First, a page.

Somehow, she felt she could trust this voice at its word, and so Ghoa allowed her eyes to fall shut and for the tension to fade from her body. 


Perhaps only seconds had passed as the sea craddled her, or maybe entire bells. Time seemed a remote and meaningless triviality this deep underwater. But eventually, before she could fall too deeply into the rest it afforded her, the voice called again to gently rouse her.


You must awaken now. 


Her brows furrowed as she felt a tender caress to her cheek, but her brow furrowed and her eyes stubbornly stayed shut. Reluctance swelled within her. Why would she ever choose to release her grasp upon the sweetest peace ever to take her? 


You cannot stay here.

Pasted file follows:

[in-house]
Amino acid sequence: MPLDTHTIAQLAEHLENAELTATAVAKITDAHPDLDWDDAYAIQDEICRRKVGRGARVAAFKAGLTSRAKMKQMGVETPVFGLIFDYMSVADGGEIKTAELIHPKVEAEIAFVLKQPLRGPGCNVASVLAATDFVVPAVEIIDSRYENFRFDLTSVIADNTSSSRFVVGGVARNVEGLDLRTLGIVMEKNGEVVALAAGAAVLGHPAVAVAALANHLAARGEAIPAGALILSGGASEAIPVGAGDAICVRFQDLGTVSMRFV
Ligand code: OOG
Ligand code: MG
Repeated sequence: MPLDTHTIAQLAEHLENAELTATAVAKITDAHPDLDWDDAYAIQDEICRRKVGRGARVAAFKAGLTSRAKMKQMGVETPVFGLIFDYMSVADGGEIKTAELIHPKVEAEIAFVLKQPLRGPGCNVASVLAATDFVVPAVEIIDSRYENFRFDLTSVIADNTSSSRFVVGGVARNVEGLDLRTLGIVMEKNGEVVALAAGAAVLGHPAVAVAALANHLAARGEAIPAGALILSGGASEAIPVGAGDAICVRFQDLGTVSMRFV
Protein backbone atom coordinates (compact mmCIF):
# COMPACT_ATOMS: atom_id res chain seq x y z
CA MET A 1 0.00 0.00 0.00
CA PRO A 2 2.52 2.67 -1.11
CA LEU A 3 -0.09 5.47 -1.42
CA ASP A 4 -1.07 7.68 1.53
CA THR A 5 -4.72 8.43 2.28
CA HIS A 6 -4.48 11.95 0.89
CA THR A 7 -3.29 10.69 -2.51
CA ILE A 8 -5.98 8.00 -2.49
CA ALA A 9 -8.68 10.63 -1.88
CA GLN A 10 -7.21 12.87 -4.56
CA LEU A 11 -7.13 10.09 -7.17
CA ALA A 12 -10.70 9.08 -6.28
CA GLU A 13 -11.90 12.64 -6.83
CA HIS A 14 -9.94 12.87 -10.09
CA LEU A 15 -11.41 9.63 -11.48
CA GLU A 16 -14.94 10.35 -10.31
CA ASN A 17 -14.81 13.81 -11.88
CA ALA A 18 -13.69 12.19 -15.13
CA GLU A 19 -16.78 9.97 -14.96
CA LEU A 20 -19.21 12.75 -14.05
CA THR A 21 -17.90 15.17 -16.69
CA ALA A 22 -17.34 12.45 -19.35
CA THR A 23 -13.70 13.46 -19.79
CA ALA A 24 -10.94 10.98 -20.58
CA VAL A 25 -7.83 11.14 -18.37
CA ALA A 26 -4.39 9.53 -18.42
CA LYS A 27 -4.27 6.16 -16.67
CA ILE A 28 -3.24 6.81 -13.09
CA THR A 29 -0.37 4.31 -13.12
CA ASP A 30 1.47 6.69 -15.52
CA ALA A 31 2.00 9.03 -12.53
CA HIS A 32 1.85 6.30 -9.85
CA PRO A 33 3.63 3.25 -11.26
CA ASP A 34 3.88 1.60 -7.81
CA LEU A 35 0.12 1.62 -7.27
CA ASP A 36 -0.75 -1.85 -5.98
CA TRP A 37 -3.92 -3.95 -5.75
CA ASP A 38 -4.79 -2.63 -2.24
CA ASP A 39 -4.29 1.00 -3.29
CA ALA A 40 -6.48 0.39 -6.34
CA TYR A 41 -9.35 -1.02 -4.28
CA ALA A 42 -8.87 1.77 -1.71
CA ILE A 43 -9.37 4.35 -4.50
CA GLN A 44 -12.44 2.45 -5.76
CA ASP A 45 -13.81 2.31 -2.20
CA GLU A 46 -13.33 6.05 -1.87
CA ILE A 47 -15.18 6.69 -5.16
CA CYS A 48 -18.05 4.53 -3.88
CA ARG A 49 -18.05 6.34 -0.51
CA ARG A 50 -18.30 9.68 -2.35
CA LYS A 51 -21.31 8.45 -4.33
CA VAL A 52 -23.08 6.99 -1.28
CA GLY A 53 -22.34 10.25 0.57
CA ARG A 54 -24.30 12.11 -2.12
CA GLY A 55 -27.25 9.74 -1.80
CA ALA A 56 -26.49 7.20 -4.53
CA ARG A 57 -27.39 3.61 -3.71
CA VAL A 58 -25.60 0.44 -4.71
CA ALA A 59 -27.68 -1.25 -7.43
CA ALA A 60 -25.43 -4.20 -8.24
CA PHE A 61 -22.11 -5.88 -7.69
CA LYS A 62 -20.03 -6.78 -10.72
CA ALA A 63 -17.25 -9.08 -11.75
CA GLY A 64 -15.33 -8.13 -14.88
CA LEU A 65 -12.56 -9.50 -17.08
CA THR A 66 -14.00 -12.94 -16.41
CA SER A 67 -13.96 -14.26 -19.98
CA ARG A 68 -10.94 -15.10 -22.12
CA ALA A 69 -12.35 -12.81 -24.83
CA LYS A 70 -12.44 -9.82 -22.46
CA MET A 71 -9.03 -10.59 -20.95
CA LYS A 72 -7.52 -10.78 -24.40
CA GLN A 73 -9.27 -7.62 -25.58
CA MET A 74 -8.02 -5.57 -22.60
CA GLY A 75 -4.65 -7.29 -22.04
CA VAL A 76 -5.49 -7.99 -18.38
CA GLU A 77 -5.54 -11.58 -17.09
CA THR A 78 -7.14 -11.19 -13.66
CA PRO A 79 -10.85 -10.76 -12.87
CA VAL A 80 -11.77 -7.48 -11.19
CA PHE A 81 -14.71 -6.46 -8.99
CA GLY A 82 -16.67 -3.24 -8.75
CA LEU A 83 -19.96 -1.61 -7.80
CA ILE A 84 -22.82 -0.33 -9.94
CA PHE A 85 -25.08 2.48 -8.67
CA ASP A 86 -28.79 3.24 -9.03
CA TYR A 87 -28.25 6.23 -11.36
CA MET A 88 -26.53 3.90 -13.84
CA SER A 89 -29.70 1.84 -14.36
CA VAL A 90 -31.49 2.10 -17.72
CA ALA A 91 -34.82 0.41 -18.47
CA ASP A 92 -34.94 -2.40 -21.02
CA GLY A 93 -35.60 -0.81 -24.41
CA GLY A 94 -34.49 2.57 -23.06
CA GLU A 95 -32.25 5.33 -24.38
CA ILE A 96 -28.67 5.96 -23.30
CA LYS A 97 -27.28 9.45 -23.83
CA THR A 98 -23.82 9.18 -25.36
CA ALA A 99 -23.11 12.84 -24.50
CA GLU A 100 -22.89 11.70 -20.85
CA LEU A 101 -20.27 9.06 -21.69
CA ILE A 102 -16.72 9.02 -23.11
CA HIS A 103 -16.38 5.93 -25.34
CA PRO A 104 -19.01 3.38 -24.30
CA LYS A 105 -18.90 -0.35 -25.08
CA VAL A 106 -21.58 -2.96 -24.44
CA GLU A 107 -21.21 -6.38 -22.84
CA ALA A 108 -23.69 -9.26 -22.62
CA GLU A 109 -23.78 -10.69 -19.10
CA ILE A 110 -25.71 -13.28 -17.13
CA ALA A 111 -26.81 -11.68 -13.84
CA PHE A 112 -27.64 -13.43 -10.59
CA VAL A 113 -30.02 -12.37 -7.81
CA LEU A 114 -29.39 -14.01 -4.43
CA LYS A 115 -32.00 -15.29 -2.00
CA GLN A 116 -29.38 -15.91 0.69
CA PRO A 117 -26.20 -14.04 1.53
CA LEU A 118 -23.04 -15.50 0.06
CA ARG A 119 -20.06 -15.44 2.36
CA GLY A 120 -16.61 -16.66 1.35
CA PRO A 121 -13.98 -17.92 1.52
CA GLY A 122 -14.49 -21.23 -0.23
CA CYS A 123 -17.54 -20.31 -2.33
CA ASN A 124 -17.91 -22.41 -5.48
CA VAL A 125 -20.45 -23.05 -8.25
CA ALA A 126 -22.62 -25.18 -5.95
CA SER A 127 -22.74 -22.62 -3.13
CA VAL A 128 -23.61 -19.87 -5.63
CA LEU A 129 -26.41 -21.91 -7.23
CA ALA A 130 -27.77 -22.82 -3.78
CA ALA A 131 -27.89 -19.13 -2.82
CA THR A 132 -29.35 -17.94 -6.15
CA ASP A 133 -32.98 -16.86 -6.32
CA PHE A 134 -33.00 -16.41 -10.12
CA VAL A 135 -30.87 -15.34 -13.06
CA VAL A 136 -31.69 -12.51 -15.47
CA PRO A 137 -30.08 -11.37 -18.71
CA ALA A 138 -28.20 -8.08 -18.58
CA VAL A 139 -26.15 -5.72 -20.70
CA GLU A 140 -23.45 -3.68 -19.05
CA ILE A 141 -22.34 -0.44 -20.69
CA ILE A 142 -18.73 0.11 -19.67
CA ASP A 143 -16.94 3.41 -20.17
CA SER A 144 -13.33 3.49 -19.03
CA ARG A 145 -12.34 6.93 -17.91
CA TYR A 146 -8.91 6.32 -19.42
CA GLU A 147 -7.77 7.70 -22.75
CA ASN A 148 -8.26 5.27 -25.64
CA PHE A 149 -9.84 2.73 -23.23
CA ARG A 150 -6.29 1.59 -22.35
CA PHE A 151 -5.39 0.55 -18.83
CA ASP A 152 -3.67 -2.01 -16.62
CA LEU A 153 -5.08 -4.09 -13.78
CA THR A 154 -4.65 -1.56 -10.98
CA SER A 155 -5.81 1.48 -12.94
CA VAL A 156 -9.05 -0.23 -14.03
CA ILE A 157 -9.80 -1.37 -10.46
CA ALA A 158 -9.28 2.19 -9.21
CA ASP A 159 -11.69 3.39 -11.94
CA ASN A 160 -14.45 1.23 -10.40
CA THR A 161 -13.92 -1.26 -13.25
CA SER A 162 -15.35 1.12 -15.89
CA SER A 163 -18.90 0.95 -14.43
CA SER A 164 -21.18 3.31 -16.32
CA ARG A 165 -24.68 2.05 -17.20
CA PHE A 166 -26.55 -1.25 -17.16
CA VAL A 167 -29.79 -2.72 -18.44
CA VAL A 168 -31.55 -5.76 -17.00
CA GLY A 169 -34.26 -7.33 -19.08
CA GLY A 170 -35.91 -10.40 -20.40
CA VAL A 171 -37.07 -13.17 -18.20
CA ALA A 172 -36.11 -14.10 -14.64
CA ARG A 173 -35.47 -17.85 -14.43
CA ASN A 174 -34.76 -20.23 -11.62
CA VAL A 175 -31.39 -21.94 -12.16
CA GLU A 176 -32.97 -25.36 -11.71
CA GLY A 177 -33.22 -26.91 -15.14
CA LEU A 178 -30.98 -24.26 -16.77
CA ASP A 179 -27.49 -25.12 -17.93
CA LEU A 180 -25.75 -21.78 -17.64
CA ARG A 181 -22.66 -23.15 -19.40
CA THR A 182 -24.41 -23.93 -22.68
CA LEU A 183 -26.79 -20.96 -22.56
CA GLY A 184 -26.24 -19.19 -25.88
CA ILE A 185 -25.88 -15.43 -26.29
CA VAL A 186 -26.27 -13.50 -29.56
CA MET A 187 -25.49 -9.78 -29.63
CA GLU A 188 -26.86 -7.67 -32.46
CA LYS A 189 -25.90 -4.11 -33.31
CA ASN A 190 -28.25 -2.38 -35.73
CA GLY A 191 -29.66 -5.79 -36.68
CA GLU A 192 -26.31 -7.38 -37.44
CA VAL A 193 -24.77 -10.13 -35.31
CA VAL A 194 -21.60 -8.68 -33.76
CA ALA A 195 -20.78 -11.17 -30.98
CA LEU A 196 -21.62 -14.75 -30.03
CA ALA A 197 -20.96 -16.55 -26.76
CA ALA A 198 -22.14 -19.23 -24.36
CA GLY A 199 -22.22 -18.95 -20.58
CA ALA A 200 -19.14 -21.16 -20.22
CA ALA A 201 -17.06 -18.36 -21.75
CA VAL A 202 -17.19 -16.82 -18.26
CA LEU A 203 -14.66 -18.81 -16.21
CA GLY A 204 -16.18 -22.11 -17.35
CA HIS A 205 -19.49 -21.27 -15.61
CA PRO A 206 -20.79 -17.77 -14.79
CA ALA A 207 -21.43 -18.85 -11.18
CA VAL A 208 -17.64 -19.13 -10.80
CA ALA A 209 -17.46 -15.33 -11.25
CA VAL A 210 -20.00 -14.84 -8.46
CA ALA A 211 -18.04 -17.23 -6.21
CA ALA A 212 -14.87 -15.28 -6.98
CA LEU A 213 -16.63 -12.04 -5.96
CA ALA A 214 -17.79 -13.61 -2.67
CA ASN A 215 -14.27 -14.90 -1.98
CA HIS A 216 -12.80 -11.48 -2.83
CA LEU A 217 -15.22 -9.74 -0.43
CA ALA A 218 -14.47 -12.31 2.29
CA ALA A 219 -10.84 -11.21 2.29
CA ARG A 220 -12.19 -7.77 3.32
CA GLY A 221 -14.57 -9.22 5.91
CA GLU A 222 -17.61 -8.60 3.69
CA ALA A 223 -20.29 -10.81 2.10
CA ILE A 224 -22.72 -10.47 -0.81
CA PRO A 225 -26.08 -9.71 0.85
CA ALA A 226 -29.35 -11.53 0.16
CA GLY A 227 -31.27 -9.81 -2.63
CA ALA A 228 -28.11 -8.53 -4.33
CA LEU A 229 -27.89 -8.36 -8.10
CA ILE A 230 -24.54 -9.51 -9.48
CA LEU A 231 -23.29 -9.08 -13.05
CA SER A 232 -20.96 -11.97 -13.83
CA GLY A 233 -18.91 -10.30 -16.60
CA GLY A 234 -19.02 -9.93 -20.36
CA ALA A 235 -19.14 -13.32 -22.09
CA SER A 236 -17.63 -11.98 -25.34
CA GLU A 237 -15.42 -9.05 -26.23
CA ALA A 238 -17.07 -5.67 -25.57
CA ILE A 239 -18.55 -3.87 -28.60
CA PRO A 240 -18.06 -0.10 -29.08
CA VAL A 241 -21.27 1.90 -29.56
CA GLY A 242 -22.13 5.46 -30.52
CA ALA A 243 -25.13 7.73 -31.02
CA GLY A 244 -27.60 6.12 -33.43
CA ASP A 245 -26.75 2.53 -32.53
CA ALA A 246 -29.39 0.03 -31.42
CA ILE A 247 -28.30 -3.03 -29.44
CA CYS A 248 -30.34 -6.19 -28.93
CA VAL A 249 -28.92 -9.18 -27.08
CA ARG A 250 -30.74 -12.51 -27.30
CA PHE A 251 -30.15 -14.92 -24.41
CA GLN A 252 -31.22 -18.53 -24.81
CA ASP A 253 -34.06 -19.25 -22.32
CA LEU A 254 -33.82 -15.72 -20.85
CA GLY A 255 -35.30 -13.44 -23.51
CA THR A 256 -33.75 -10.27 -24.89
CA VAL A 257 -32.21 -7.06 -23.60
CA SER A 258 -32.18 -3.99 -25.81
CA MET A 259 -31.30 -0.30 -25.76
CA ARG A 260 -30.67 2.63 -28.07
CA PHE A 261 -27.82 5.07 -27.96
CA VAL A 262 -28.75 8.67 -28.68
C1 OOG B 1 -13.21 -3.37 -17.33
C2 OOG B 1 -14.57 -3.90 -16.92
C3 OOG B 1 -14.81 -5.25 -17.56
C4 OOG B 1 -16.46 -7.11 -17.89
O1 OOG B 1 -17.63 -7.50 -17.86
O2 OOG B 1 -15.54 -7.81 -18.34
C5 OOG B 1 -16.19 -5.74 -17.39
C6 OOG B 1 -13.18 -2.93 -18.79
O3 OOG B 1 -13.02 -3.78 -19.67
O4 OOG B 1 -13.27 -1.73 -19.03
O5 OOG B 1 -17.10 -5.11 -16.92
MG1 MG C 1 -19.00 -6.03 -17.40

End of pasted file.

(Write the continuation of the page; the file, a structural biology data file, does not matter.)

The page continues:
Why would she ever choose to leave this place where she felt so safe, so far removed from any who would ever do her harm? She hadn’t felt this deep sense of security since she was but a young girl, when she had still naively and mistakenly thought herself protected by old traditions and those whom watched over her.


Look, child.


That phantom, formless hand brushed her cheek once more and then gently guided her head upwards. Despite her own stubbornness, curiosity eventually won out as her eyes blinked open once again. In the water above her, she could see a shadowy, unclear figure above her. A figure that seemed to slowly grow larger as it drew nearer. But still, even as the distance between them closd, she could make out no details as to their identity.


You cannot stay here, the voice repeated, its tone ever patient and gentle. Go with them.